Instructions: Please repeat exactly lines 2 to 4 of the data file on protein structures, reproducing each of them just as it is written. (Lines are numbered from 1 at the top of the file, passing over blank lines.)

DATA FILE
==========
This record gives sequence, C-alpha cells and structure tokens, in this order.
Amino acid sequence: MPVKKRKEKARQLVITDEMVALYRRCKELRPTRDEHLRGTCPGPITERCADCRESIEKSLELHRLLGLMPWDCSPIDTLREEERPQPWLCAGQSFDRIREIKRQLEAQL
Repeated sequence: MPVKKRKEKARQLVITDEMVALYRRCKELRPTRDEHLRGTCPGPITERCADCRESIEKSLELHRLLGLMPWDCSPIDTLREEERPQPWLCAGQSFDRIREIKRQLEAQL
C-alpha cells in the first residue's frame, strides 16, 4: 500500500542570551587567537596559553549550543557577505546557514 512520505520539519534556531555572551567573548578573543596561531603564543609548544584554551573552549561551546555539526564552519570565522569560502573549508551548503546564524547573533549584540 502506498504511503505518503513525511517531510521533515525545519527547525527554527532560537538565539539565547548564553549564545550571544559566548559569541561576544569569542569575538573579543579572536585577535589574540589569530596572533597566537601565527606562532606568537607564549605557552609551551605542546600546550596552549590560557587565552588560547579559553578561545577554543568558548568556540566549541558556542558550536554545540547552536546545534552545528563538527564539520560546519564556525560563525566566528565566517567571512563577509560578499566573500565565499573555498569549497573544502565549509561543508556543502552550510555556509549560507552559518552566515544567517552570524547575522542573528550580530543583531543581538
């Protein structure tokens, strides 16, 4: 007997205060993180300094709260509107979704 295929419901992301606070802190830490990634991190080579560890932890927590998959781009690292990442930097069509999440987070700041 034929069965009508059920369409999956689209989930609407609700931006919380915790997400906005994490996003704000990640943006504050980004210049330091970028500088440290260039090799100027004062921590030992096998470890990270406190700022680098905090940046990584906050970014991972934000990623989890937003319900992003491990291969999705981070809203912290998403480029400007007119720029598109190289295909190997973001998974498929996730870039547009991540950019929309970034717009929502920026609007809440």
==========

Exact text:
Amino acid sequence: MPVKKRKEKARQLVITDEMVALYRRCKELRPTRDEHLRGTCPGPITERCADCRESIEKSLELHRLLGLMPWDCSPIDTLREEERPQPWLCAGQSFDRIREIKRQLEAQL
Repeated sequence: MPVKKRKEKARQLVITDEMVALYRRCKELRPTRDEHLRGTCPGPITERCADCRESIEKSLELHRLLGLMPWDCSPIDTLREEERPQPWLCAGQSFDRIREIKRQLEAQL
C-alpha cells in the first residue's frame, strides 16, 4: 500500500542570551587567537596559553549550543557577505546557514 512520505520539519534556531555572551567573548578573543596561531603564543609548544584554551573552549561551546555539526564552519570565522569560502573549508551548503546564524547573533549584540 502506498504511503505518503513525511517531510521533515525545519527547525527554527532560537538565539539565547548564553549564545550571544559566548559569541561576544569569542569575538573579543579572536585577535589574540589569530596572533597566537601565527606562532606568537607564549605557552609551551605542546600546550596552549590560557587565552588560547579559553578561545577554543568558548568556540566549541558556542558550536554545540547552536546545534552545528563538527564539520560546519564556525560563525566566528565566517567571512563577509560578499566573500565565499573555498569549497573544502565549509561543508556543502552550510555556509549560507552559518552566515544567517552570524547575522542573528550580530543583531543581538